Given that Facebook and Twitter have been in wide usage for almost a decade, the Securities and Exchange Commission’s April 2 announcement that public companies may now use social media outlets to announce key information to investors felt “better late than never” to many public company executives.
But regardless of those who think regulators have been late to the game on social media issues, the SEC’s announcement could be a game-changer in how public companies disseminate material information to the investing public. With these promises, there are many legal and practical pitfalls public company executives, and particularly CFOs and their staffs, need to be aware of when using social media for disseminating information.
To quickly recap, on April 2, the SEC issued a report of investigation under the Securities Exchange Act of 1934 concerning the use of social media by Netflix, Inc. and its CEO, Reed Hastings, to announce information about Netflix’s monthly online viewing numbers.
On July 3, 2012, Hastings used his personal Facebook page to announce that Netflix had streamed 1 billion hours of content in June 2012, a milestone never before achieved by the company. Neither Hastings nor Netflix previously released company information using Hastings’ Facebook page, nor did they file a press release or Form 8-K with the SEC disclosing the June online viewing numbers. Following the announcement, Netflix’s stock price rose from $70.45 at the time of the Facebook post to $81.72 at the close of trading the next day. The SEC opened an investigation into these actions and whether they complied with SEC Regulation FD, and concluded that no action should be taken against Hastings or Netflix because there was uncertainty about the application of Reg FD to social media.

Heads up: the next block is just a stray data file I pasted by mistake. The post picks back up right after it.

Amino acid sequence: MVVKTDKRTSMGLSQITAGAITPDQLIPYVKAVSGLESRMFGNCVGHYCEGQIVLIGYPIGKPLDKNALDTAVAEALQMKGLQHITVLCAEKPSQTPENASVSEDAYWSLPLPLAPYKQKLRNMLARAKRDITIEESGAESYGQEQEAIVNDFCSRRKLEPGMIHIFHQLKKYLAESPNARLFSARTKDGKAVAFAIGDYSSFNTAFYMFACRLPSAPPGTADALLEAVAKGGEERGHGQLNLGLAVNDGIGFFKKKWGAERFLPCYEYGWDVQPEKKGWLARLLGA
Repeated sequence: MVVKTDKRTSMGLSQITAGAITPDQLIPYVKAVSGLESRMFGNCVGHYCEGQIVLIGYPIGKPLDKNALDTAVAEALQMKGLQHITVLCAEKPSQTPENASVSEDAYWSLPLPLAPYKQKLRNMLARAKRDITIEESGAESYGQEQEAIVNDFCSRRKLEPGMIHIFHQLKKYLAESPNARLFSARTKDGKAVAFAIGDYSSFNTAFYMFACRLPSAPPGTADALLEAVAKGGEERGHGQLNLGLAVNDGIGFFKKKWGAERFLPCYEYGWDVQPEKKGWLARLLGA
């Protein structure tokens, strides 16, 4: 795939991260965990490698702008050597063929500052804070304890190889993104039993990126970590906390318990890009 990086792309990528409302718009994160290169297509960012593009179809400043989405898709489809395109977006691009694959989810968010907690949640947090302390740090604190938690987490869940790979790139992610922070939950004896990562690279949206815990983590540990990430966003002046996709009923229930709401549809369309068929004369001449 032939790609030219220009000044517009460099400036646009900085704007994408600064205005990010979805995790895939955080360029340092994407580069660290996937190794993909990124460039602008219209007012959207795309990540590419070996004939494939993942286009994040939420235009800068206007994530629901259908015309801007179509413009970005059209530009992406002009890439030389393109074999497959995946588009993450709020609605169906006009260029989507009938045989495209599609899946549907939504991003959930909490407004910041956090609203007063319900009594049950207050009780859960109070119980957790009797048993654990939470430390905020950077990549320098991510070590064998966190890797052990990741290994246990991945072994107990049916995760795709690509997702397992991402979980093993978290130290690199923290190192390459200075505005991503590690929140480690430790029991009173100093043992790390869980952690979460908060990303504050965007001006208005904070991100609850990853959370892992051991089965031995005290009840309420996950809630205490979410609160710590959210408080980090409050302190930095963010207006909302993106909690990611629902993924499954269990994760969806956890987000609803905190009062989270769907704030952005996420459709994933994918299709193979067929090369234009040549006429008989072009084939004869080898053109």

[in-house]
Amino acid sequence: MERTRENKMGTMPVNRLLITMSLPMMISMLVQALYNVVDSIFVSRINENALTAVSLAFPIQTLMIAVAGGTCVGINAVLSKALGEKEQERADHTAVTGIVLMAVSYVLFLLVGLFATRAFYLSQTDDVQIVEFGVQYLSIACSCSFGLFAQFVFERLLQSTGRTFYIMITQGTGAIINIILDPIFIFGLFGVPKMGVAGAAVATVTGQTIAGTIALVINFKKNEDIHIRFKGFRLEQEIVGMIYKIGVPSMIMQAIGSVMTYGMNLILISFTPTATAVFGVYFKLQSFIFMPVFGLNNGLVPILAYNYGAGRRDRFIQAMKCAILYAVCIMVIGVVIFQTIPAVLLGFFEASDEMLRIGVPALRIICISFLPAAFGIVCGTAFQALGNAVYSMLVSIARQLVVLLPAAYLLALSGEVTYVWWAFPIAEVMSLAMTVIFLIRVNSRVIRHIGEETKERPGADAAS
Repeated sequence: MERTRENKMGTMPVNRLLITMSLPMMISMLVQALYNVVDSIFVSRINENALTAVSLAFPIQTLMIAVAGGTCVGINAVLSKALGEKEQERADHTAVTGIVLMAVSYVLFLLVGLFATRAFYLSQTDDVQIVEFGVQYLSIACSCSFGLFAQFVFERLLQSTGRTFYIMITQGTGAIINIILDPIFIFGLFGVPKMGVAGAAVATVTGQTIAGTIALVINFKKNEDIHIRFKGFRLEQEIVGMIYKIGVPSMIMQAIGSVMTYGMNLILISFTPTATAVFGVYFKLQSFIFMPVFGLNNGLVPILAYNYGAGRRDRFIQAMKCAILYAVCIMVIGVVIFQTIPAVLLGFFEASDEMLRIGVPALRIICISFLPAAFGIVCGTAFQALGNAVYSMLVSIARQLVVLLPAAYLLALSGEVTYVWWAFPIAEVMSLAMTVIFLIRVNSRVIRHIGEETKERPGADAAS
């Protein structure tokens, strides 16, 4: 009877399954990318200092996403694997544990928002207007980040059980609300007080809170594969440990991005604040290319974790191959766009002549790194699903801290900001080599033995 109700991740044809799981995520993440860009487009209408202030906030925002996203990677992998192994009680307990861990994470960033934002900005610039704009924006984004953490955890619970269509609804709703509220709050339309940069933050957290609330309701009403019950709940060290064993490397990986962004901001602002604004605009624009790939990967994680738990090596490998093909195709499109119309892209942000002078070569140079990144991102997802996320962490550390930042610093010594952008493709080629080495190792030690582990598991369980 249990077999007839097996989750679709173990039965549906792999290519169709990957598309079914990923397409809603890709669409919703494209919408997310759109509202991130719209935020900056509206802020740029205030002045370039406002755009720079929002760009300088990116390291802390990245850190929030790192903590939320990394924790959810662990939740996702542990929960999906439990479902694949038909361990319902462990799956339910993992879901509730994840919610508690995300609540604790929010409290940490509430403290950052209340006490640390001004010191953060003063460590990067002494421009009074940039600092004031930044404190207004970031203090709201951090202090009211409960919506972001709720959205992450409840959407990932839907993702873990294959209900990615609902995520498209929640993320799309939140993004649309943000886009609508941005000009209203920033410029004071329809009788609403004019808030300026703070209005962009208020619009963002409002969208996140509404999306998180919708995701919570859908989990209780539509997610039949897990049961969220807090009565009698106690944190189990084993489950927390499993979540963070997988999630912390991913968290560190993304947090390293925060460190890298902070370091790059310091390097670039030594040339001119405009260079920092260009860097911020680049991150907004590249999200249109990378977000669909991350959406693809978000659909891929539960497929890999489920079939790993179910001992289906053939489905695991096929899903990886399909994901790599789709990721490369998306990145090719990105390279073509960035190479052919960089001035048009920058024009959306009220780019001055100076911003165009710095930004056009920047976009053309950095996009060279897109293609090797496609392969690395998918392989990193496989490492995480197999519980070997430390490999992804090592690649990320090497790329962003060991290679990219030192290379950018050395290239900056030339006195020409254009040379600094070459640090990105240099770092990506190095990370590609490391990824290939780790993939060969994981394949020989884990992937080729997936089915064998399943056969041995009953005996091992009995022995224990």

Upon completion of its investigation, the SEC issued the report and used it as an opportunity to provide guidance on how disclosures should be made through social media channels. For the first time, the SEC clarified that companies can use social media sites to announce key information to investors in compliance with Reg FD. In this regard, companies can use social media as an information dissemination tool as long as investors have been alerted which social media channels will be used to disseminate the information. While Facebook and Twitter are the only two sites specifically referenced in the report, presumably the SEC also would bless information released through other sites, such as LinkedIn, YouTube, and even Instagram where many brands have thousands of followers and can exert influence.
The Netflix incident and subsequent investigation should teach CFOs that using social media to distribute company information can provide substantial benefits for issuers, their public perception and the movement of their stock prices.
Dangers of Using Social Media
While the SEC formally blessed social media use for disclosure announcements, there are numerous pitfalls CFOs must be mindful of when using social media to release material information.
Probably the greatest pitfall for companies is the inherently brief nature of social media posts. Under long-standing securities law principles, if a company chooses to make public statements, the law requires the statements to be materially complete and accurate. Twitter posts are limited to 140 characters and many use abbreviated language or acronyms. If a company chooses to release a statement on Twitter or Facebook, it must be careful the information is materially complete, accurate, and understandable. An important tip is to provide links in Twitter, Facebook or LinkedIn posts that direct users to a more complete statement on the company’s website. This is a crucial consideration for companies’ social media usage.